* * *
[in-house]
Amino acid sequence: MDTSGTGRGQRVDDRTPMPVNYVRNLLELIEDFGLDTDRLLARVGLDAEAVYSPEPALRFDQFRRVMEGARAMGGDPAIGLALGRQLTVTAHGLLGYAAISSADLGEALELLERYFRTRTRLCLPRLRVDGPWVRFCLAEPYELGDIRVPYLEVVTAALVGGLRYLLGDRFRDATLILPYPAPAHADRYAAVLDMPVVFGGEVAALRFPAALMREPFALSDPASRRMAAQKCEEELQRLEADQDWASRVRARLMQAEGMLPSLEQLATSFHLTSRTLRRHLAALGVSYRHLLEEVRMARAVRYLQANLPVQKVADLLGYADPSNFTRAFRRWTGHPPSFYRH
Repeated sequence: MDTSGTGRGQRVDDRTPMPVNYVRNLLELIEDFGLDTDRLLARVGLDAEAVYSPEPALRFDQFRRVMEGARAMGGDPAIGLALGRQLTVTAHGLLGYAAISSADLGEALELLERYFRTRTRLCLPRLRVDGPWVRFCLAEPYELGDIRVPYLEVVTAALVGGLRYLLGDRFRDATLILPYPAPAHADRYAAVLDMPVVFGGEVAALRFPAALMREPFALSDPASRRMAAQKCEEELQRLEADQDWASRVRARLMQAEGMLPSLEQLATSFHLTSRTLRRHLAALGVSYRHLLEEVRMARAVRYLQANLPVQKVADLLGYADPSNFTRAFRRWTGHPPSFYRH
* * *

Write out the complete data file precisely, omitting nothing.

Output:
[in-house]
Amino acid sequence: MDTSGTGRGQRVDDRTPMPVNYVRNLLELIEDFGLDTDRLLARVGLDAEAVYSPEPALRFDQFRRVMEGARAMGGDPAIGLALGRQLTVTAHGLLGYAAISSADLGEALELLERYFRTRTRLCLPRLRVDGPWVRFCLAEPYELGDIRVPYLEVVTAALVGGLRYLLGDRFRDATLILPYPAPAHADRYAAVLDMPVVFGGEVAALRFPAALMREPFALSDPASRRMAAQKCEEELQRLEADQDWASRVRARLMQAEGMLPSLEQLATSFHLTSRTLRRHLAALGVSYRHLLEEVRMARAVRYLQANLPVQKVADLLGYADPSNFTRAFRRWTGHPPSFYRH
Repeated sequence: MDTSGTGRGQRVDDRTPMPVNYVRNLLELIEDFGLDTDRLLARVGLDAEAVYSPEPALRFDQFRRVMEGARAMGGDPAIGLALGRQLTVTAHGLLGYAAISSADLGEALELLERYFRTRTRLCLPRLRVDGPWVRFCLAEPYELGDIRVPYLEVVTAALVGGLRYLLGDRFRDATLILPYPAPAHADRYAAVLDMPVVFGGEVAALRFPAALMREPFALSDPASRRMAAQKCEEELQRLEADQDWASRVRARLMQAEGMLPSLEQLATSFHLTSRTLRRHLAALGVSYRHLLEEVRMARAVRYLQANLPVQKVADLLGYADPSNFTRAFRRWTGHPPSFYRH